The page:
Core Values


EBAANZ Member Eye Banks contribute to a continual quality improvement cycle and are audited by their nation’s regulatory bodies.


EBAANZ has developed Australian and New Zealand standards to ensure consistently high levels of quality, proficiency and ethics when dealing with tissue for ocular transplantation. They define the standards of practice in the donation, retrieval, testing, preservation, and distribution of tissue – as determined by the ophthalmological medical community in Australia and New Zealand. These Standards encompass and reflect current world’s best-practice in the management of tissue for ocular application and are in line with the regulatory bodies of each nation and support of the World Health Organization’s Universal Eye Health Action Plan.

Medical and Quality Standards for Eye Donation and Eye Tissue Banking, Edition 2. April 2009


EBAANZ aims to foster education and training in the donation of tissue for ocular application and eye bank services, and provides opportunities for continuing professional development and education of the Staff of Member Eye Banks.

EBAANZ also supports and encourages ethical collaboration, research and development into eye banking, eye disorders and potential treatments and works collaboratively with the global eye banking community.


EBAANZ provides informed comment, and advocates, on behalf of its members, donors and donor families, transplant recipients and global health-colleagues. This includes:

  • representation to government and regulatory agencies;
  • interaction with and representation to other donation and transplantation organisations;
  • improving public awareness of eye donation and corneal transplantation;
  • Practicing in accordance with the EBAANZ Bioethic Framework ;
  • providing representation, globally, through membership with the Global Alliance of Eye Bank Associations – as a founding partner.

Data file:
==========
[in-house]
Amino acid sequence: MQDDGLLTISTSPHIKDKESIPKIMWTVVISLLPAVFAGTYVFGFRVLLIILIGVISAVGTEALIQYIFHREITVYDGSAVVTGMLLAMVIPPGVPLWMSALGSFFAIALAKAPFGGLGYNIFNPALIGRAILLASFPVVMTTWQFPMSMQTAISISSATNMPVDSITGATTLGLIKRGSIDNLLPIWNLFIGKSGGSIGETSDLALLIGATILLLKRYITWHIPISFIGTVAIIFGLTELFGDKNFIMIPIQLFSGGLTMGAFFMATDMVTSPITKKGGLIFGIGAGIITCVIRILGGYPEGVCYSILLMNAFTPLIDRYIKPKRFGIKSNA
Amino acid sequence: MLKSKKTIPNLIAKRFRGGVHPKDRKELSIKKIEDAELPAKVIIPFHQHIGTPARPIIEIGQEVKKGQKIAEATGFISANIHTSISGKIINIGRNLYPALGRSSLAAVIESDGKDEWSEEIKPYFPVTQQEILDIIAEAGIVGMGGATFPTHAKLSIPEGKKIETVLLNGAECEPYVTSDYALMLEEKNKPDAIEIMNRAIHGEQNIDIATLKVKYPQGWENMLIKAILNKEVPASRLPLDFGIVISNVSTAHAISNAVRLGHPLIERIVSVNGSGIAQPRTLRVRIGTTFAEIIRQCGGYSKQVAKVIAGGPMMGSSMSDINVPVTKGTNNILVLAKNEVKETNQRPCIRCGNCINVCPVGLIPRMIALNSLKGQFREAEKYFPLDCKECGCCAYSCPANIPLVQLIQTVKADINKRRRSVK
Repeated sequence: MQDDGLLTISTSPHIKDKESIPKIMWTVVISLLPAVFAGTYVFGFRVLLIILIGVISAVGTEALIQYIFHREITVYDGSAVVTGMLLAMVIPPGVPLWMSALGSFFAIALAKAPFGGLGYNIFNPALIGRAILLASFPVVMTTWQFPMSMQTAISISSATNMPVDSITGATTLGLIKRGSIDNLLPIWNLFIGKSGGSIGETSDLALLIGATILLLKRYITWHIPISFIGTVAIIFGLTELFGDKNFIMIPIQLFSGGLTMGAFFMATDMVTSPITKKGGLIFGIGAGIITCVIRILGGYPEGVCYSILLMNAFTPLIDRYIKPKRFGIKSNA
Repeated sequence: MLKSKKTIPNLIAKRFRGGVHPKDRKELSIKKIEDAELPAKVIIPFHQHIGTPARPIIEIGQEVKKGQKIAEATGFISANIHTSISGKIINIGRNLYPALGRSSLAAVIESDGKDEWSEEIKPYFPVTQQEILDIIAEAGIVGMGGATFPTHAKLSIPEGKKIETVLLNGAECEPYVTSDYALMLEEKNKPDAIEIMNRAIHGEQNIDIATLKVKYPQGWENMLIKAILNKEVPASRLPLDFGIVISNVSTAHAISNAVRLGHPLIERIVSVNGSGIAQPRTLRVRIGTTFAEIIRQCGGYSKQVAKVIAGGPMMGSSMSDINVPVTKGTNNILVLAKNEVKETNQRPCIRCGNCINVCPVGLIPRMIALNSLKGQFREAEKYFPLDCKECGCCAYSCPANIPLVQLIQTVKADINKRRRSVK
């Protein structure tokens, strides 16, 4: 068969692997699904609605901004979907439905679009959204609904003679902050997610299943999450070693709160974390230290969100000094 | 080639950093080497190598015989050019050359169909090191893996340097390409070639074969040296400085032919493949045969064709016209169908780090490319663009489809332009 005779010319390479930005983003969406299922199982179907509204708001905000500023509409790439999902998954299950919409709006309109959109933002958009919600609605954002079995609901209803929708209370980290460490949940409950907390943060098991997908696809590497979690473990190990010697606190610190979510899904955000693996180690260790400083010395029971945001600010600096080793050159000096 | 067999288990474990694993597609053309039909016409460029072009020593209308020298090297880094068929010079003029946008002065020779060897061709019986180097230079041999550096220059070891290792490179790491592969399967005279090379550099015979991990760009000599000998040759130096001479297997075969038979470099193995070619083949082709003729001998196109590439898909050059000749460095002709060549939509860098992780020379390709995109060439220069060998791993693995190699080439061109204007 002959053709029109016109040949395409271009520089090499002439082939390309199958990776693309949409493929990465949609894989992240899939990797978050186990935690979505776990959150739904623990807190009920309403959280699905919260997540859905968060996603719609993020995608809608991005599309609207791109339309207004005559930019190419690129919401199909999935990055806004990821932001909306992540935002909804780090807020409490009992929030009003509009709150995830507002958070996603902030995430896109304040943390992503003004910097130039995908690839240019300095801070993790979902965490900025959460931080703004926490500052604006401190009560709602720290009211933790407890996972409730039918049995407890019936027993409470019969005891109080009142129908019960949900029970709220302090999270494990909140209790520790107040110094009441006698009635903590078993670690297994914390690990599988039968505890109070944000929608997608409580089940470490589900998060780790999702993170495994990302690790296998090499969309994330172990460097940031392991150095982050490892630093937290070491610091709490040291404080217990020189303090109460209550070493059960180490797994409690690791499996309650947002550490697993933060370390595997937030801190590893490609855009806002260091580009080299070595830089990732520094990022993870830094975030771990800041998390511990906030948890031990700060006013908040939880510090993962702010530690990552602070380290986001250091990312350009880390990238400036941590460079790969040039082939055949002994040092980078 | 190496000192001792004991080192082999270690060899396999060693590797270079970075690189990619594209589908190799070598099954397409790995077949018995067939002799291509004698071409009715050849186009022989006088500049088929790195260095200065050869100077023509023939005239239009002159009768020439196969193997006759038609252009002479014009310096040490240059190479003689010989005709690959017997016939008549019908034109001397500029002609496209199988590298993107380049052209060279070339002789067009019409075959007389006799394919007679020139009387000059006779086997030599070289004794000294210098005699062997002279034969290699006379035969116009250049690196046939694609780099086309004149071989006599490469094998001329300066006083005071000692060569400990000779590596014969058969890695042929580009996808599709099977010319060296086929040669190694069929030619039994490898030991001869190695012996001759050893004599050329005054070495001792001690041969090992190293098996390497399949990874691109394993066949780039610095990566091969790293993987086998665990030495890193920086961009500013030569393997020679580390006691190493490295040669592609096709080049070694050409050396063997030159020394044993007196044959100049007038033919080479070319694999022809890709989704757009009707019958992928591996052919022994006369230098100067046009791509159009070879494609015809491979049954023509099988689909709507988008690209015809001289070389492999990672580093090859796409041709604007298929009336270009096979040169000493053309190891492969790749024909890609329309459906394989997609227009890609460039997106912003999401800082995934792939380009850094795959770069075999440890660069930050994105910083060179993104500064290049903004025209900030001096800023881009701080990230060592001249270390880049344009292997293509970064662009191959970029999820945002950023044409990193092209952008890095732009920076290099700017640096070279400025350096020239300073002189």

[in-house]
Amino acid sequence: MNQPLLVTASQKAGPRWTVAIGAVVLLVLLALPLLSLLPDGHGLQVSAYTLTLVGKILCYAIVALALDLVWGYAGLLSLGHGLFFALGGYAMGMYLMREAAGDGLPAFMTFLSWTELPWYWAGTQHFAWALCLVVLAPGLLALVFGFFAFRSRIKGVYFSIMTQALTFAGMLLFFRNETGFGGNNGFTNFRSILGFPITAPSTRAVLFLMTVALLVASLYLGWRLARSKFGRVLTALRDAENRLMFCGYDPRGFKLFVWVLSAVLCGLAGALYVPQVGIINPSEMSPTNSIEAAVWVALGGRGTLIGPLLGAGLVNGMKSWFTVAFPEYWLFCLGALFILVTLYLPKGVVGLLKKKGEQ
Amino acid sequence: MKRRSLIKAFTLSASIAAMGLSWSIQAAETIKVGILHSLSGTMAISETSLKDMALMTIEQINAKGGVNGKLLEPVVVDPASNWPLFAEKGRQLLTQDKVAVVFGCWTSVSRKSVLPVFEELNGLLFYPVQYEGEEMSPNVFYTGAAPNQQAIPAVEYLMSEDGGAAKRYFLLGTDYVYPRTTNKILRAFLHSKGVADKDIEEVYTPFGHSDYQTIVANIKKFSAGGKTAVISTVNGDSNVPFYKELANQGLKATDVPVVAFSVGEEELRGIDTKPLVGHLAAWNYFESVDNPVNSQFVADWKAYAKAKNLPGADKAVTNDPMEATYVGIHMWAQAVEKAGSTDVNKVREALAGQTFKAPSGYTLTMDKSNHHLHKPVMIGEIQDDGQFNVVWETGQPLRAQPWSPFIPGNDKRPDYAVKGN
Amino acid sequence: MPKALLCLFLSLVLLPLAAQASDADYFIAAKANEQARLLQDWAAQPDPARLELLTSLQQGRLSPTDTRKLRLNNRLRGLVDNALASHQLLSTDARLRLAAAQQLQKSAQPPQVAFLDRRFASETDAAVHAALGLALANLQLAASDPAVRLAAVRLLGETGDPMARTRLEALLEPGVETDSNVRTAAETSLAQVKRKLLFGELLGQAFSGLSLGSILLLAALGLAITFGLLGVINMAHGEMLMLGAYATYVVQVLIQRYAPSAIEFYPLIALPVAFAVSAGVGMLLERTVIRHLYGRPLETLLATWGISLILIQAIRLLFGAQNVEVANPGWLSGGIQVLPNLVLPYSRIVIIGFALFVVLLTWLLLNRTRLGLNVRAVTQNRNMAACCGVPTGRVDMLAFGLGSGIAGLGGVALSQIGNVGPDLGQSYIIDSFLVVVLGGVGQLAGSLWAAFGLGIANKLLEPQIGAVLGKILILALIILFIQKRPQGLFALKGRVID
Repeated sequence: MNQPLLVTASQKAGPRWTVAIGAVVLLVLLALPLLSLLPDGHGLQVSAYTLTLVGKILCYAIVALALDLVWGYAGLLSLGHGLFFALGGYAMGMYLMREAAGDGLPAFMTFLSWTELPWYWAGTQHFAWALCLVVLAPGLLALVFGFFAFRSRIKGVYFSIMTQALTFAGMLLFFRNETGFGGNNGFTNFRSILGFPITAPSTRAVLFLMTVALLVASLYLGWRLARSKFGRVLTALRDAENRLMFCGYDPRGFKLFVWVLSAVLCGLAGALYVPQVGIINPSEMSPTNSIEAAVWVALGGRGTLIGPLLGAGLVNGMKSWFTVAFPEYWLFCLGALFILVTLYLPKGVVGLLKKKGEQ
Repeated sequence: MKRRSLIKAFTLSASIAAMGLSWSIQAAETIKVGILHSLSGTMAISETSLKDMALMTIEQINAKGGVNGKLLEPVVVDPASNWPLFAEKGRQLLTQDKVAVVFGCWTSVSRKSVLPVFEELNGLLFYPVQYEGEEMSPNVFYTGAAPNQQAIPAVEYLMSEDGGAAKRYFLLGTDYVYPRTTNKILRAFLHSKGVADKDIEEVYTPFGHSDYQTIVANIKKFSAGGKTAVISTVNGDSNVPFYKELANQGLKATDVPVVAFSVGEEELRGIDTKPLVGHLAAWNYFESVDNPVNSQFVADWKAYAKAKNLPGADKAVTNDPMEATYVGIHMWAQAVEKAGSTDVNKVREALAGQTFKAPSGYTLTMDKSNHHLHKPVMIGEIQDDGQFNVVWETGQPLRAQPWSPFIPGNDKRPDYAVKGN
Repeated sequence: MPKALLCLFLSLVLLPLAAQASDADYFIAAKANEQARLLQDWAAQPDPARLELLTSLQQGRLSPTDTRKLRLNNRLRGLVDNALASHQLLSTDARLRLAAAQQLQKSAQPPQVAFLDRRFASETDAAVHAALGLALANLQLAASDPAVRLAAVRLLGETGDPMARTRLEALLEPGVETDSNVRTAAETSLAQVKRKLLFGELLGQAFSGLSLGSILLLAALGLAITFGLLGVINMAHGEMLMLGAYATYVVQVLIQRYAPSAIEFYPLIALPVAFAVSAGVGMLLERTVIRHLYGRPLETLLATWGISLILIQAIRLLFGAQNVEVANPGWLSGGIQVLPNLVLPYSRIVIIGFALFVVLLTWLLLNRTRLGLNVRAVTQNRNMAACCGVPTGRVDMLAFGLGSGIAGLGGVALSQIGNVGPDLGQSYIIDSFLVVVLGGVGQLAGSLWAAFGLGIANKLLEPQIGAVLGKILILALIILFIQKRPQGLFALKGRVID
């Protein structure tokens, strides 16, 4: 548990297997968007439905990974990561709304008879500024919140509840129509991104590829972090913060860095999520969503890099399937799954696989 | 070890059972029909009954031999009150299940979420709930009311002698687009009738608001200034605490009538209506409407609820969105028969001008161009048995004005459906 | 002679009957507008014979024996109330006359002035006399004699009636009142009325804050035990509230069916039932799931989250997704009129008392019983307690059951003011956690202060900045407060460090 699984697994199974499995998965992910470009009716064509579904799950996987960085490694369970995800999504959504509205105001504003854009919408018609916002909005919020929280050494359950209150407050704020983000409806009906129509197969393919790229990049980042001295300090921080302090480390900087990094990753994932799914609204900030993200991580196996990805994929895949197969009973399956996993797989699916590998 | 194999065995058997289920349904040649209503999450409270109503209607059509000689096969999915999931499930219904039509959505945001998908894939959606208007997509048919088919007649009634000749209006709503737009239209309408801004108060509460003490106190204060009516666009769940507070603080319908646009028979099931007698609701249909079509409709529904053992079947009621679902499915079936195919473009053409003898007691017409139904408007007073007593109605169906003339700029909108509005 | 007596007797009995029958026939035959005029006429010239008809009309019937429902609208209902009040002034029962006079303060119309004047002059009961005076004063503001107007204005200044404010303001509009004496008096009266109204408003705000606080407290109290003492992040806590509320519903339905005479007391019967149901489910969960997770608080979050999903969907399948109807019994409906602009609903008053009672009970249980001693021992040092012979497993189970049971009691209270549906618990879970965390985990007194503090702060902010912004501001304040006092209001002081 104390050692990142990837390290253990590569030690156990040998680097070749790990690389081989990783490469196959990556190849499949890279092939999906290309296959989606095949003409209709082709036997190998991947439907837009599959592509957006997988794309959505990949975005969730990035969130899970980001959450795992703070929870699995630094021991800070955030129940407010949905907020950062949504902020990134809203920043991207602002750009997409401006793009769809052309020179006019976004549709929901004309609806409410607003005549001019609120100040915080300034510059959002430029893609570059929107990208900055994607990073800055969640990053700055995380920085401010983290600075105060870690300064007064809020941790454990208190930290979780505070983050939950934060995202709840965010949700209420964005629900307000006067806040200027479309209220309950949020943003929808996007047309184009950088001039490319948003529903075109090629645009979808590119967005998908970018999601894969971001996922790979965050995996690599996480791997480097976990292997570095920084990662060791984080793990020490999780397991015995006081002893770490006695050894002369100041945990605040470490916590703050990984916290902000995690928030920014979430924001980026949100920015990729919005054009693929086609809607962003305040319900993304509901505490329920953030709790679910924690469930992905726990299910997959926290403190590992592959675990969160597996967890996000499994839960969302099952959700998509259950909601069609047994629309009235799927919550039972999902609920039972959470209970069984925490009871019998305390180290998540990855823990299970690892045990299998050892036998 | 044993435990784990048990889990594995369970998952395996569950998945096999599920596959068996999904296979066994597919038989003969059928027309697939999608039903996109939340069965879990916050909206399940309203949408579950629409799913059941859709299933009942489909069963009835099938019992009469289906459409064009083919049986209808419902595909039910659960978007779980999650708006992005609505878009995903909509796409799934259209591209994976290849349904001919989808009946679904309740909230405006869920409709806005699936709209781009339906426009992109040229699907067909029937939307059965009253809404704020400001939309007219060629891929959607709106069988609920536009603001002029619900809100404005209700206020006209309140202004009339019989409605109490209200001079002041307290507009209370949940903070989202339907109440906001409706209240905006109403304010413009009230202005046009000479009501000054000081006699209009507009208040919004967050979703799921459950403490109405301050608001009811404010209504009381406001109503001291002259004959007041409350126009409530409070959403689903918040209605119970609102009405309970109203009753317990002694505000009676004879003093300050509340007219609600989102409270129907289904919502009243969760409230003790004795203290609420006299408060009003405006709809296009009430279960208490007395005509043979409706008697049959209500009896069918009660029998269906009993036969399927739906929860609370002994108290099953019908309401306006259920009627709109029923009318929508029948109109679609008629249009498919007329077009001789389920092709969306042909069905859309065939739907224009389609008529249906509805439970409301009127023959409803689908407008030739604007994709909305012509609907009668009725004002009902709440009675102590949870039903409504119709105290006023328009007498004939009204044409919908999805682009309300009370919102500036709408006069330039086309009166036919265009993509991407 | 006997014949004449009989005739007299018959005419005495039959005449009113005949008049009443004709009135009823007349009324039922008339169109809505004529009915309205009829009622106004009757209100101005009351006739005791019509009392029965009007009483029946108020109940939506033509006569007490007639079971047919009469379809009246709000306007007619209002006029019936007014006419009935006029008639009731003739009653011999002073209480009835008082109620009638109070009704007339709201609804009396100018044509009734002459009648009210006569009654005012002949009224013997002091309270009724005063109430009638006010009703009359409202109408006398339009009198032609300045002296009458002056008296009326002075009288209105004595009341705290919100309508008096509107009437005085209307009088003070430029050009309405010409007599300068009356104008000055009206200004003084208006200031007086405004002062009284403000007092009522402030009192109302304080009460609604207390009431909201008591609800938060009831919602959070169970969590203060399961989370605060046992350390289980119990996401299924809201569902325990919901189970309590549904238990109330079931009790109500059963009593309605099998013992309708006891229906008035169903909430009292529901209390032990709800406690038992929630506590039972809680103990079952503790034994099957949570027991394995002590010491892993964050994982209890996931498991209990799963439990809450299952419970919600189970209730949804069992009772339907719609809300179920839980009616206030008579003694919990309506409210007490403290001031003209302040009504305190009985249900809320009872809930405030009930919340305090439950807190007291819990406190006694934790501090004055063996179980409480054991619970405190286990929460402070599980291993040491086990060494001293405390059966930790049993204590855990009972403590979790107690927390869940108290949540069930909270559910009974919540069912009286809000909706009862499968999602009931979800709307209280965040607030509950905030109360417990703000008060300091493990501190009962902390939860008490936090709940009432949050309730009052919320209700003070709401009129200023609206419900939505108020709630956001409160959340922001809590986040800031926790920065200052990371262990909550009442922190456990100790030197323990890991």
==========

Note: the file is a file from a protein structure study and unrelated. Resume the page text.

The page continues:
EBAANZ has in place a service agreement between all member eye banks to provide the terms upon which tissue for ocular application are distributed between eye banks across the nations of Australia and New Zealand.

A bioethical framework has also been implemented by EBAANZ to guide and direct member eye banks with requests for international capacity development and humanitarian support – regarding the provision of tissue and resources.

Routinely, tissue used in eye transplantations are allocated and distributed within the State of donation, however urgent cases take priority – where by the tissue may be transferred interstate by specific arrangement between eye banks, or between an eye bank and a particular ophthalmologist.

The individual allocation of the tissue to a recipient is dependent on whether the case is:

  • Urgent – where there is actual or threatened corneal perforation; or
  • Routine – where elective (scheduled) surgery is planned to suit the medical need and convenience of the patient and surgeon.

Factors such as the availability of the surgeon and operating facilities, and the condition of the patient will determine actual operating dates. Within this framework, some priority is normally given to patients who have been waiting the longest.


EBAANZ promotes:

  • interaction and sharing of information between EBAANZ member eye banks, and with peer international Eye Bank Associations via their partnership with the Global Alliance of Eye Bank Associations;
  • sharing of knowledge; and
  • involvement in local, national and global practice-improvement initiatives and projects.